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Deforestation, explained

Find out about what deforestation is and we are helping tackle it.

Deforestation is having devastating effects for millions of people living in the drylands of Africa. That's why we work with local people to protect and manage forests for now, and for the future.

 

What is deforestation?

Deforestation is when trees are cut down to clear land and make room for something other than forests, like farmland for animals or crops. Trees that are cut down are often sold as building materials, firewood or charcoal.

But without new trees being planted, the land can suffer. With no trees to stabilise the soil, the land is rapidly degrading and essential nutrients that help crops grow are being lost. 

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    hectares of forest landscapes are already degraded in Africa

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    of deforestation in Africa is to clear land for agriculture

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    hectares of forest lost per year across Africa between 1990-2000

Mbole, a man in Ghana who is participating in a Tree Aid project, is sitting on degraded land with his family. Photo credit: Rowan Griffiths, Daily Mirror

The effects are devastating

Local people can no longer grow enough food and many are forced to migrate in search of a better life.

Protected habitats are destroyed and wildlife is forced into villages in search of food, causing an increase in human-wildlife conflict where animals destroy crops, cattle and homes.

That’s why we are working to reduce deforestation and promote reforestation across Africa’s drylands. 

How is Tree Aid helping?

We campaign for forests to be managed by local people who depend on them for food and incomeWe work with local people, organisations and policymakers, to limit damaging practices, like clearing of forests for farms, and help to agree rules for using forests and their resources.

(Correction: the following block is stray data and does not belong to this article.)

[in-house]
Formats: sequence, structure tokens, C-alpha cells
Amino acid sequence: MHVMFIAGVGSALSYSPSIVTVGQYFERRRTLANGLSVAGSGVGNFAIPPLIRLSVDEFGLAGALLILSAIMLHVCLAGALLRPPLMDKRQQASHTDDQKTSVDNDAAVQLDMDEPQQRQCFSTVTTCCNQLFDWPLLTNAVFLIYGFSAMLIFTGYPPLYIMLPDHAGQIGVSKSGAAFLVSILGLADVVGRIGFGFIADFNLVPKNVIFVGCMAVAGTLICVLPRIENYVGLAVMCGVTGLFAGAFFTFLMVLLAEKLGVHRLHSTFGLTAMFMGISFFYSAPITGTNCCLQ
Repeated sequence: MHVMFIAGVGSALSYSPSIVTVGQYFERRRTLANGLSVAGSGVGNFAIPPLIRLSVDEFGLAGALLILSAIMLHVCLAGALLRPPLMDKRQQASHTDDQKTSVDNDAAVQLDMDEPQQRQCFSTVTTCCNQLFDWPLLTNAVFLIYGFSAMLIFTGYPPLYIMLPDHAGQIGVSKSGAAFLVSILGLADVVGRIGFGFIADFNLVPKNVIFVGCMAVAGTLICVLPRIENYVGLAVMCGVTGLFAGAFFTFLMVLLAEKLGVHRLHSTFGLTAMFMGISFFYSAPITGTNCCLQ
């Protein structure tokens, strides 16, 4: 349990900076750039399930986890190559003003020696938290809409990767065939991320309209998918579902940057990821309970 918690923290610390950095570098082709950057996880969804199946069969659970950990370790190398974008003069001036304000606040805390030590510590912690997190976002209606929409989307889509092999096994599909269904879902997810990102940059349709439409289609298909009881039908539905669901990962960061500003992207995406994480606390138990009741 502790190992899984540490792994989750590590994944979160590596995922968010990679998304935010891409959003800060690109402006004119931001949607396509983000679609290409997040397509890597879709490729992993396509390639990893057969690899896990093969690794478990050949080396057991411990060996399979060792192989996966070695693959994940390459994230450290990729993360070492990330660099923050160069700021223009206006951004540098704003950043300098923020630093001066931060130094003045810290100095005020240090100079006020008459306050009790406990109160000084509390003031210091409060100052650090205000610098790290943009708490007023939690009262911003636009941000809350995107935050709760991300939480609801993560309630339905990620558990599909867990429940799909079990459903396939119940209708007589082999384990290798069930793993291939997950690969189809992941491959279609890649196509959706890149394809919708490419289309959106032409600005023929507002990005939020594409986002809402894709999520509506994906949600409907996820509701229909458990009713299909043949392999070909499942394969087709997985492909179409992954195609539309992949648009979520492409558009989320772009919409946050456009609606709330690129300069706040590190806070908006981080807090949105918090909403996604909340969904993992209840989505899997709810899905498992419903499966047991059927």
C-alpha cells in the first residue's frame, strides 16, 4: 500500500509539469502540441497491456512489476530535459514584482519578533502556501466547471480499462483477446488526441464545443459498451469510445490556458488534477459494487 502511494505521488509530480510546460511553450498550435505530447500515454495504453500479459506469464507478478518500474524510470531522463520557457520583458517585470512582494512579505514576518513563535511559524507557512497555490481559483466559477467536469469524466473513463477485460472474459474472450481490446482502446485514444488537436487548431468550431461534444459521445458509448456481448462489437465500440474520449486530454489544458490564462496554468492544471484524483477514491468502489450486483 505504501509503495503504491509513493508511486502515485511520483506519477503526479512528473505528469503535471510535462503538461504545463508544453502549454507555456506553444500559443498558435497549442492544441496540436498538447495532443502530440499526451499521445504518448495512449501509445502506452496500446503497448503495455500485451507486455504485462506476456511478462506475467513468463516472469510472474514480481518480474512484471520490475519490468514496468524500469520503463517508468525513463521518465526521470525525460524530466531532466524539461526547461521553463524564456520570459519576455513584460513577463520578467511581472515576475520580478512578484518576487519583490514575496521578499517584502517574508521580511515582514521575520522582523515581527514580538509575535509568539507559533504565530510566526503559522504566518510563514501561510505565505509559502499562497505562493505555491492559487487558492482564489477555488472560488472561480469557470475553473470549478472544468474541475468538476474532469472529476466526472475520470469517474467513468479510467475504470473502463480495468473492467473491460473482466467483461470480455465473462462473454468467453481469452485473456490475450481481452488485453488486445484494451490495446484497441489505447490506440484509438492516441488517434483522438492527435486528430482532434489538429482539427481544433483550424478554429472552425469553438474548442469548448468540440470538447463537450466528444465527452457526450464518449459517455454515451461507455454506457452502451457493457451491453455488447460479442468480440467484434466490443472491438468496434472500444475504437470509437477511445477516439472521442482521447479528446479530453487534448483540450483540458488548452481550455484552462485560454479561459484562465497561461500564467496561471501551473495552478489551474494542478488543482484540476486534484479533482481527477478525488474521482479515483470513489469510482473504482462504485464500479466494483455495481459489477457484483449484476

With management of forests placed into the hands of the community, they can then protect existing trees, and grow even more. This means they can improve the soil quality for better harvests and create a more stable environment for years to come. 

Tree Aid's contribution in 2018/19

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    hectares of land protected and restored

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    trees grown in Africa's drylands

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    community forest management plans established

Sabine, a woman in Mali on Tree Aid's strengthening forest management project, walking through a degraded landscape with a bowl of shea nuts on her head.

“When I was young, the landscape here was covered with all sorts of plant species. Then came the exploitation of natural resources — people excessively felled trees. Tree Aid gave us training on the different techniques for reforestation of completely depleted areas.” Sabine, Ségou, Mali

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Women in Ghana carrying tree saplings on their heads to a planting site where they will plant them, helping to grow the Great Green Wall. Photo credit: Rowan Griffiths, Daily Mirror.

The Great Green Wall

Our reforestation work is also part of a bigger movement. Every tree or forest that we plant or protect contributes to the Great Green Wall initiativeThis African-led movement aims to grow an 8,000km natural world wonder across the entire width of Africa.  

Tree Aid grows one tree every 19 seconds for the Great Green Wall, helping to grow better futures for millions of people living in poverty.